Here’s How Reader Analytics Can Help Publishers
The standard requests about reading sequence, how long it takes to finish a chapter, what devices are used, etc., were raised, of course. But there were a number of other suggestions I hadn't anticipated, and reader data could definitely help answer these questions for authors, editors, and publishers.
Here are a few of the more interesting questions publishers are hoping reader analytics will help answer:
What's the conversion rate for samples/previews? This is another reason for publishers to develop and implement an ebook sampling program that they totally own and promote aggressively.
What time of day and what days of the week are most popular for reading? It would be interesting to compare titles across genres to see what patterns emerge.
What bonus features/links do readers click on? You'd finally be able to determine whether these additional elements make a difference.
How much time is spent on margin notes (e.g., sidebars and other elements outside the main text)? As one respondent asked, "do readers simply skip past everything in a box?" What a great question, although most of the boxes from the print edition probably disappear in the plain, generic reflow view. Still, it would be great to see if these are being read or skipped.
Related to the previous question, once someone clicks to an external link, how soon do they come back to the book? And, how often does the book reading session come to an end after clicking on those outbound links? It's every online publisher's biggest fear. They don't want to lose the eyeballs for additional ad impressions. Does that same scenario matter in the ebook world?
How long is a single page left open? This one came from a cookbook publisher who is curious to see if they can determine what percentage of readers make the recipes with the ebook open.
Is the index being accessed? Terrific question but I think the cards are stacked against the index. First of all, most ebooks I read have no index. Second, the ones that do have an index typically don't include links, so all you get is a bunch of page references with no meaning in reflow mode.
Is the table of contents being accessed? Similar to the previous question and largely dependent on whether that table of contents includes links.
What content is copied-and-pasted most frequently? Maybe the answers to this terrific question, and the reader behavior it indicates, would help publishers become less squeamish about enabling copy-and-paste from their ebooks.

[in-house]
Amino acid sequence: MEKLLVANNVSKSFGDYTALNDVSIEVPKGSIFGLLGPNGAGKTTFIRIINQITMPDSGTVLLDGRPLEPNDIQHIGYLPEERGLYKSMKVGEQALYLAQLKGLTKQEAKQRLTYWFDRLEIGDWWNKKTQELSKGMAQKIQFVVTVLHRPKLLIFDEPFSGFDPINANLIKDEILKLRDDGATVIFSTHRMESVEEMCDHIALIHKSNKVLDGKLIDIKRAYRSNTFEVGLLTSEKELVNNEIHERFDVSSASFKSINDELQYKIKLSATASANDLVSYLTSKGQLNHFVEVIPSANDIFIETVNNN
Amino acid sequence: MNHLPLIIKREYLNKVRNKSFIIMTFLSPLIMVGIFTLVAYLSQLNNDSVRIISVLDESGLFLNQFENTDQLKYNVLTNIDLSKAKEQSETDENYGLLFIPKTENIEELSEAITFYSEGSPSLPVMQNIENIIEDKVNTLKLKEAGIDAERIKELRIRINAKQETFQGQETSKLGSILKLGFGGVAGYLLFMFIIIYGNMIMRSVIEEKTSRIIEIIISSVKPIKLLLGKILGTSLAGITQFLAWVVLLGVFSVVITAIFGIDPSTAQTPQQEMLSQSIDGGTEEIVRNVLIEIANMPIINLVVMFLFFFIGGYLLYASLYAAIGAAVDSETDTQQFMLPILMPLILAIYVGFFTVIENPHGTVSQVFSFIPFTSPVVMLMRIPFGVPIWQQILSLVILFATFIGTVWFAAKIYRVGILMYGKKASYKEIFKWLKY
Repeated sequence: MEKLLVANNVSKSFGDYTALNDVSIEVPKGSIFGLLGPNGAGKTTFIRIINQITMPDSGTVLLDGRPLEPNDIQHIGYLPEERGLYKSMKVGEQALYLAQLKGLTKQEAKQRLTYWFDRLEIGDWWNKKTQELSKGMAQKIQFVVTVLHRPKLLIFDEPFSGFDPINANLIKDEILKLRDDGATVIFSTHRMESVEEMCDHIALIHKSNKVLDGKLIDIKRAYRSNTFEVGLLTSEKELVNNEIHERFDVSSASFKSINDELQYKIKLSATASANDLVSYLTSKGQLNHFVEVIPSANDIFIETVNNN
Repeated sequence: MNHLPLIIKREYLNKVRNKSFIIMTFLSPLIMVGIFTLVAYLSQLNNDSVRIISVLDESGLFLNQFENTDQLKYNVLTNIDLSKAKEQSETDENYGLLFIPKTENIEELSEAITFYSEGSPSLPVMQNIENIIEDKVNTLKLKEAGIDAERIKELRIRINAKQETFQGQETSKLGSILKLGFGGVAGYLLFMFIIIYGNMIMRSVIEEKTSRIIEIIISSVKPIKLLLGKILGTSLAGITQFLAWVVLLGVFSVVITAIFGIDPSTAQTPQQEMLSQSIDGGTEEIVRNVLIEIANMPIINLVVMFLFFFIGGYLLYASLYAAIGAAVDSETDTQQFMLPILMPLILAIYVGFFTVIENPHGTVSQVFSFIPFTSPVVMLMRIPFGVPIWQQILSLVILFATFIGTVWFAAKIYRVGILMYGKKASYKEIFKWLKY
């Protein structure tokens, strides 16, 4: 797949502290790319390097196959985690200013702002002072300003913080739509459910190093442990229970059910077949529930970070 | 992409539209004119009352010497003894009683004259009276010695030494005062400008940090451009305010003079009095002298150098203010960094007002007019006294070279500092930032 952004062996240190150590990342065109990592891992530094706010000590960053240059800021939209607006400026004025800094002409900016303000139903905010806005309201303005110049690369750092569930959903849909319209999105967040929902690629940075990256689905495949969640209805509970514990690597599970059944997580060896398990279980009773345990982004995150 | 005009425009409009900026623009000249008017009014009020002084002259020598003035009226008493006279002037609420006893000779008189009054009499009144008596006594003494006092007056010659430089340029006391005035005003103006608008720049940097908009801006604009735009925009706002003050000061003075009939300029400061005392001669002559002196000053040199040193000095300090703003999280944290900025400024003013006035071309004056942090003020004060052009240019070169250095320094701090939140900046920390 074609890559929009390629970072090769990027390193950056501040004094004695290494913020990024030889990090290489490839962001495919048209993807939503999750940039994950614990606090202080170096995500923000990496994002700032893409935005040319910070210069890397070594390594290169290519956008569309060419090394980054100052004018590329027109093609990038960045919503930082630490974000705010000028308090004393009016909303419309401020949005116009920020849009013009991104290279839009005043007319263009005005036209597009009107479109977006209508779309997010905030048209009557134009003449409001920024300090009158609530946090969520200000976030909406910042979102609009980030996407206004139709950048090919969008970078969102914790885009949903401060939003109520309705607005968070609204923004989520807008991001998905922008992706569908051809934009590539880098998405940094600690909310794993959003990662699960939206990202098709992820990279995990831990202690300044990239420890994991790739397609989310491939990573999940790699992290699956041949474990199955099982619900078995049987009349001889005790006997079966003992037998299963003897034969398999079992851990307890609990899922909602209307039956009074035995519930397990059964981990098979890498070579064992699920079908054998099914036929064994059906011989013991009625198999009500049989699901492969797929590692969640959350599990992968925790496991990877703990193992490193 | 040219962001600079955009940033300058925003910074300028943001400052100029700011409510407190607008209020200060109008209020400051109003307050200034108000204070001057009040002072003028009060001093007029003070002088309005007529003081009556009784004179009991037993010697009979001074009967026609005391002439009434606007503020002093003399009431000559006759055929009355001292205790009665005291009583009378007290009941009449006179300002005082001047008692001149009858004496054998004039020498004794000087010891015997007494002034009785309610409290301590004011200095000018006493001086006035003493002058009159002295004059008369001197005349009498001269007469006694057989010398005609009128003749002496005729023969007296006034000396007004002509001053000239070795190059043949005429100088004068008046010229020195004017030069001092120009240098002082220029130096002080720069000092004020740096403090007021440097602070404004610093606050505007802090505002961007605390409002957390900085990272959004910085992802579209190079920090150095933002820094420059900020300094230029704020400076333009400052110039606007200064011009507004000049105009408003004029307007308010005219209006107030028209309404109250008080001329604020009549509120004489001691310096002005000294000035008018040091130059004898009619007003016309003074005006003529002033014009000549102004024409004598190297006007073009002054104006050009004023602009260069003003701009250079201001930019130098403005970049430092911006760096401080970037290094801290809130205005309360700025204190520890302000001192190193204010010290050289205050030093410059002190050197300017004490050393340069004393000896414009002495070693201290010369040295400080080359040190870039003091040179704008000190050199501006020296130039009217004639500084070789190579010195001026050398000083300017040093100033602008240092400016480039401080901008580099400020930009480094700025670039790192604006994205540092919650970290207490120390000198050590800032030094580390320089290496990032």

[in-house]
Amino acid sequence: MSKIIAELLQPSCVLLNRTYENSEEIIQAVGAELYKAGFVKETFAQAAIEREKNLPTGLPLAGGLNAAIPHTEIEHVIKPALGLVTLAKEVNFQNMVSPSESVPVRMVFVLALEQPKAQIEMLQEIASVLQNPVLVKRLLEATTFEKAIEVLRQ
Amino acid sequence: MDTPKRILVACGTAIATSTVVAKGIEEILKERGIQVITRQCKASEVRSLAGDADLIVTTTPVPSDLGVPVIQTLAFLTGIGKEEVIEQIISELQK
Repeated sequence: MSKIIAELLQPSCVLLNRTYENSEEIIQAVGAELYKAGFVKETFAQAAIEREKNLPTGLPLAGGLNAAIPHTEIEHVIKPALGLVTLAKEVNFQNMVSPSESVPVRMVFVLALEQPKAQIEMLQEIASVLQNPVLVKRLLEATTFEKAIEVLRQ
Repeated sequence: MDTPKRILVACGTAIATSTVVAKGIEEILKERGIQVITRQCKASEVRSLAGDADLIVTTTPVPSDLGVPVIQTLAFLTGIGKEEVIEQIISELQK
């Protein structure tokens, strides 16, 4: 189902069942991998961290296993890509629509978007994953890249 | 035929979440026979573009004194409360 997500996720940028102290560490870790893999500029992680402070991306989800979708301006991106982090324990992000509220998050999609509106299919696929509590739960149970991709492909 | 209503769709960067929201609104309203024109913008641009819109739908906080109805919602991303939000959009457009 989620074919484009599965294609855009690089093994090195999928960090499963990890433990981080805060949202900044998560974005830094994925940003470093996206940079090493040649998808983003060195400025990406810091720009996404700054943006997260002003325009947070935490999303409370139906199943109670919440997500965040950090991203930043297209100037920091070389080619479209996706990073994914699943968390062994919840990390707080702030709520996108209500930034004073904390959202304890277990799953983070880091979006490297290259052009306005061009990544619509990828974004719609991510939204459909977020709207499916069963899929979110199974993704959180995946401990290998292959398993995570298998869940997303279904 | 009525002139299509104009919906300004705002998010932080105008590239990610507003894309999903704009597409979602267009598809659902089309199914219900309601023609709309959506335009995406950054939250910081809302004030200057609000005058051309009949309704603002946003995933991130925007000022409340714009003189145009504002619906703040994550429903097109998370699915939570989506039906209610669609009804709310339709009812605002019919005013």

What are the sentences that are most frequently highlighted and commented on? Some ebook apps let readers see the most popular highlighted sentences but it would be better for publishers to have an aggregated view, including reader comments.
What's being searched and, more importantly, what's the conversion rate of readers clicking on a result vs. those who simply give up after the search? It seems like most of us are only asking the first part of that question but it would be wonderful to understand what happens after those search results are displayed. Also, are the most clicked-on results the ones at the top or do we need a better way of presenting and sorting the results?
I'm sure there are other interesting questions reader analytics can help answer but this list is a good start. Given that most publishers receive no reader data whatsoever, answering even a handful of these questions would represent a huge step in the right direction.
Joe Wikert is Publishing President at Our Sunday Visitor (www.osv.com). Before joining OSV Joe was Director of Strategy and Business Development at Olive Software. Prior to Olive Software he was General Manager, Publisher, & Chair of the Tools of Change (TOC) conference at O’Reilly Media, Inc., where he managed each of the editorial groups at O’Reilly as well as the Microsoft Press team and the retail sales organization. Before joining O’Reilly Joe was Vice President and Executive Publisher at John Wiley & Sons, Inc., in their P/T division.